Sex, Drugs, and Damaged Souls
Part of the original purpose of this feature was to catch up on books I “ought” to have read years ago. Neuromancer certainly qualifies—William Gibson was one of the first people I followed on Twitter, and until a few weeks ago, I had not read any of his books. One of the many small (and not so small) luxuries that have come with my change in schools is a principal who really advocates for student reading. He gave all the English teachers a budget to start classroom libraries (alongside an academic independent reading initiative). Among the books I bought for mine was Neuromancer.
First: wow. This is a damn fine book. Occasionally, you read something this wildly inventive and wonder “how the hell did the author come up with this?” More rarely, that comes in combination with writing that holds up at the sentence level, with plots that reveal themselves with the right layers at the right pace. Neuromancer does that. It’s that good.
If you’ve ever played the role-playing game Shadowrun, this is it: a mysterious figure gets a hacker (console cowboy) together with a razor girl (samurai) for some carefully-planned invasions of corporate assets. (Six years before the first edition of Shadowrun.) This is a world where complicated neurosurgery allows people to interface directly with computers, where you can buy cloned replacements for your liver and pancreas when you’ve done too many drugs. It’s world where life is cheap and everything costs something.
It’s a dirtier, busier, more cosmopolitan dystopia than the more recent vintages of the Hunger Games and Divergent series. It is also a dystopia of fragmentation, deep shadows, and decadence rather than simple totalitarianism—one that seems more likely even in the current political climate.
Case is an addict with a death wish, a formerly promising cowboy whose ability to flip to the matrix was crippled by drugs as payback for a run gone bad. Molly is the samurai sent to Chiba City to collect him for the mysterious Armitage. Armitage has technology that will restore Case’s damaged nerves. Case leaps at the chance, but after restorative surgery, discovers that Armitage has also laced his blood with slowly dissolving sacs of the poison that crippled him in the first place. He has to go to work for Armitage. Case quickly falls into bed with Molly. (That’s about the only moment in the book that I scratch my head about.)
Case and Molly, assisted by various subcontractors, make a number of intermediate runs—stealing a ROM with the personality and skills of a deceased hacker, collecting an illusion-projecting sociopath named Riviera, and eventually heading for a space station. Along the way, Case and Molly make their own investigations and discover that Armitage has a secret backer. Neither Armitage nor the backer properly exist. (Explaining why would take spoilers.)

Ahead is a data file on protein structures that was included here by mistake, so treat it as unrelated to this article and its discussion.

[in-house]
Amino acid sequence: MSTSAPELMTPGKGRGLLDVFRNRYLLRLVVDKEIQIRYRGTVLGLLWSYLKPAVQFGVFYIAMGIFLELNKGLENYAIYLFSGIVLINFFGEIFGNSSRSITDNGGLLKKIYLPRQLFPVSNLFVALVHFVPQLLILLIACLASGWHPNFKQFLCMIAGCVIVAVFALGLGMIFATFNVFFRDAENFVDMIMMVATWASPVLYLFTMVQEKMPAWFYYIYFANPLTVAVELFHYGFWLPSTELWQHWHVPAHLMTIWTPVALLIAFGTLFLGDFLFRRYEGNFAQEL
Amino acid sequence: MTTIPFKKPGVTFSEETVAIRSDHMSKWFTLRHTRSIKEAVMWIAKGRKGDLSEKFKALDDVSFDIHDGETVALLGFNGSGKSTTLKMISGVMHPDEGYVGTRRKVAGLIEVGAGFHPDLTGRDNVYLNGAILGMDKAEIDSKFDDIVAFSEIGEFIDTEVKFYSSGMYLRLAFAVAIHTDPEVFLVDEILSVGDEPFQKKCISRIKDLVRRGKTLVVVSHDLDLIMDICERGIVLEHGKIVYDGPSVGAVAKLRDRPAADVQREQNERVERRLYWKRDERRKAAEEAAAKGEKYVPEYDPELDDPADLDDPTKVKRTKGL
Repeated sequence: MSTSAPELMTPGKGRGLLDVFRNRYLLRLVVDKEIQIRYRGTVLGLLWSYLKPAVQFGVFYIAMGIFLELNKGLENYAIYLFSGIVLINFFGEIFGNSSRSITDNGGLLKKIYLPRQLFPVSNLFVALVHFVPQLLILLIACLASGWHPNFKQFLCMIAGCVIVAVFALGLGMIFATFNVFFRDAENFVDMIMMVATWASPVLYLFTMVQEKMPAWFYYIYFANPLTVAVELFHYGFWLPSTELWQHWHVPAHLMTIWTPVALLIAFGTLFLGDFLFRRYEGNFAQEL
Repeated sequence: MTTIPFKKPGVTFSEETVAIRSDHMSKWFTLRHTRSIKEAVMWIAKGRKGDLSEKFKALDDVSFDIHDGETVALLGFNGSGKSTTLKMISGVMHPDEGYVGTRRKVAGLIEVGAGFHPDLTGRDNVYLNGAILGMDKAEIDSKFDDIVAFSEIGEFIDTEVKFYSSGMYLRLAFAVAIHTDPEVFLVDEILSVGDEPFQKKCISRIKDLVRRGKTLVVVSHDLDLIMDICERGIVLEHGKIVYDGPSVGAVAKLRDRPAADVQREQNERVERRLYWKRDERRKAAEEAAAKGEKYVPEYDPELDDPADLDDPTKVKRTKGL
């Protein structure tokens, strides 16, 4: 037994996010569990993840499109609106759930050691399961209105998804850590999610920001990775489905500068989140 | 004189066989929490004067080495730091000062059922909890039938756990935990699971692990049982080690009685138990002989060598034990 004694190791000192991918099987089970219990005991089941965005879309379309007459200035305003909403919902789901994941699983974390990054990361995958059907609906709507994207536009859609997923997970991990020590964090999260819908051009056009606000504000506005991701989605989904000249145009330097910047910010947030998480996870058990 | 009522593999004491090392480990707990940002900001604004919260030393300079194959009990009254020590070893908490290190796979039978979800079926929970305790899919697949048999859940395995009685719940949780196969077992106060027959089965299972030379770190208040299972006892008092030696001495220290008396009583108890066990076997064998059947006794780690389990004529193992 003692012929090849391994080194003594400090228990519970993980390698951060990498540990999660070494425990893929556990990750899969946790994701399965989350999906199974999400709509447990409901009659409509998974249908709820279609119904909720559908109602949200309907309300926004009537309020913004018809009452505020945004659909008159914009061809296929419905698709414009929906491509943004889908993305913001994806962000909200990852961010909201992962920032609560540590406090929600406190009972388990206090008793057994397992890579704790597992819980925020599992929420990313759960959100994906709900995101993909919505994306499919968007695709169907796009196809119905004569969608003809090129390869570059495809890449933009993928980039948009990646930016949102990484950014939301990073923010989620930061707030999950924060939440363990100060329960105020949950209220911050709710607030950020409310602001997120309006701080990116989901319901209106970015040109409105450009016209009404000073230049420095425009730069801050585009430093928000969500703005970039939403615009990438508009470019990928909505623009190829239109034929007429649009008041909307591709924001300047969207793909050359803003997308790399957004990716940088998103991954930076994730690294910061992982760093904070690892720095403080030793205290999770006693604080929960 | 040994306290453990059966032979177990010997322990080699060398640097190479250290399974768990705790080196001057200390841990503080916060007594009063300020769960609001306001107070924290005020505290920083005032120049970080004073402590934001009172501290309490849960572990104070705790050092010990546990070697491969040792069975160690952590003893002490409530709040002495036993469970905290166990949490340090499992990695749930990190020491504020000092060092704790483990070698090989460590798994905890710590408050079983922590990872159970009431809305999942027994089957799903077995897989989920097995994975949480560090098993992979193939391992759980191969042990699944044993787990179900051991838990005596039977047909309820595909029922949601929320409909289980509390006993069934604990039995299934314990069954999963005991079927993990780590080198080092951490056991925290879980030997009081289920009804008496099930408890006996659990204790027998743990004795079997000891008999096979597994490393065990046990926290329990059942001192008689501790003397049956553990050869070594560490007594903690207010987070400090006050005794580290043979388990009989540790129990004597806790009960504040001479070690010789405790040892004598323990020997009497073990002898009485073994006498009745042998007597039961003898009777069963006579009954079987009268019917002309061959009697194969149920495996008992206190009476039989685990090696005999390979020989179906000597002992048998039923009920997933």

The novel’s ending is wonderfully ambiguous—one more delicate grey stroke on a canvas full of them.
The Cool Thing to Consider
I don’t know if I’ve ever read a novel with a cast of such damaged souls. (Graham Green’s The Third Man comes close.) Nobody is whole. Case has his addiction and the quiet death-wish that underlies it. Molly has skeletons in her closet and has devoted her life to violence. Armitage is built on slender threads of borrowed sanity. Riviera is, as mentioned, a sociopath whose kinks are rather beyond degenerate. The supporting cast is likewise full of flaws: terrorists who consider themselves performance artists (or performance artists who consider themselves terrorists), mangy data cleaners, space Rastas. (I love the space Rastas.)
The remarkable thing about Neuromancer is that Gibson doesn’t make the plot about fixing the characters. The characters have their internal conflicts. Those internal conflicts pull and push on the central plot without needing to resolve themselves neatly. Case might understand his damage better at the end of the book, but he’s not healed.
Nor is it a case, precisely, of fitting together the jagged edges of the characters’ personalities. Molly and Case have a thing. There’s something real in it, but it’s not a fix for either of them. It probably isn’t even love. The characters’ jagged edges cut and scrape against each other.
This all fits hand-in-glove with Neuromancer’s technicolor grays. For all the vivid descriptions of drugged highs and the life of professional criminals, for all the color in the book, there’s no moral black and white. There aren’t heroes; there aren’t villains. There is mystery. There are obstacles for the characters. They face vital decisions with ramifications that extend well beyond the personal…but those questions are never about the “right” thing to do. (I won’t discuss the brief moral questions toward the climax for the sake of spoilers, but the characters don’t spend much time indulging them.)
What We Nick from this Novel
You don’t have to have heroes (or antiheroes) to tell a good story.
It’s easy, especially for those of us who write imaginative fiction, to fall back on tropes of heroic fantasy and the myths that underlie it—heroes and villains and monsters. I’ve never been a fan of absolute evil in storytelling, but I’ve also never indulged in protagonists as unheroic as Case and Molly. Gibson’s Neuromancer is a fantastic case study in telling a story that’s big not only in its themes, but in the scale of its events. He does that while letting his nominal heroes stay smaller than the story. They barely get what’s going on. They barely get through what’s going on…and the story is all the better for it.